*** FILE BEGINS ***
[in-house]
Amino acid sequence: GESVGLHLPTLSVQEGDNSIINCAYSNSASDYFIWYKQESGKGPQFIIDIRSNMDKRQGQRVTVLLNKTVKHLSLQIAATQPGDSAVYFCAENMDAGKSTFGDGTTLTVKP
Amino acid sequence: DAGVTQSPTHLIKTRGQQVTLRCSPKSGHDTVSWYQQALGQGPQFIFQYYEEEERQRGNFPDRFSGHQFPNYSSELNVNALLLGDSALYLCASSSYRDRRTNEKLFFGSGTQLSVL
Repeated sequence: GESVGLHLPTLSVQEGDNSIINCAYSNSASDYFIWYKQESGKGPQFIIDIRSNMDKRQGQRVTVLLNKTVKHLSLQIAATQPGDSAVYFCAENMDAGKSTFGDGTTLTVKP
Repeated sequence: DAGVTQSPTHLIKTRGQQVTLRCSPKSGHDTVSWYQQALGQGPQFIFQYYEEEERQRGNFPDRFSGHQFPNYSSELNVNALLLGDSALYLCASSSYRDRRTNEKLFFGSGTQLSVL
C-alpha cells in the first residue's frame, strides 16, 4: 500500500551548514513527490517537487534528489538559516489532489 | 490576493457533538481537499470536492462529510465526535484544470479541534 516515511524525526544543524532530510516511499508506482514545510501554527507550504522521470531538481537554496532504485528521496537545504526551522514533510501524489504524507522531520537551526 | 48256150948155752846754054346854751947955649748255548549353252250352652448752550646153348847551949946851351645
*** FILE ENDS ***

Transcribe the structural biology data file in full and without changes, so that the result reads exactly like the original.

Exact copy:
[in-house]
Amino acid sequence: GESVGLHLPTLSVQEGDNSIINCAYSNSASDYFIWYKQESGKGPQFIIDIRSNMDKRQGQRVTVLLNKTVKHLSLQIAATQPGDSAVYFCAENMDAGKSTFGDGTTLTVKP
Amino acid sequence: DAGVTQSPTHLIKTRGQQVTLRCSPKSGHDTVSWYQQALGQGPQFIFQYYEEEERQRGNFPDRFSGHQFPNYSSELNVNALLLGDSALYLCASSSYRDRRTNEKLFFGSGTQLSVL
Repeated sequence: GESVGLHLPTLSVQEGDNSIINCAYSNSASDYFIWYKQESGKGPQFIIDIRSNMDKRQGQRVTVLLNKTVKHLSLQIAATQPGDSAVYFCAENMDAGKSTFGDGTTLTVKP
Repeated sequence: DAGVTQSPTHLIKTRGQQVTLRCSPKSGHDTVSWYQQALGQGPQFIFQYYEEEERQRGNFPDRFSGHQFPNYSSELNVNALLLGDSALYLCASSSYRDRRTNEKLFFGSGTQLSVL
C-alpha cells in the first residue's frame, strides 16, 4: 500500500551548514513527490517537487534528489538559516489532489 | 490576493457533538481537499470536492462529510465526535484544470479541534 516515511524525526544543524532530510516511499508506482514545510501554527507550504522521470531538481537554496532504485528521496537545504526551522514533510501524489504524507522531520537551526 | 48256150948155752846754054346854751947955649748255548549353252250352652448752550646153348847551949946851351645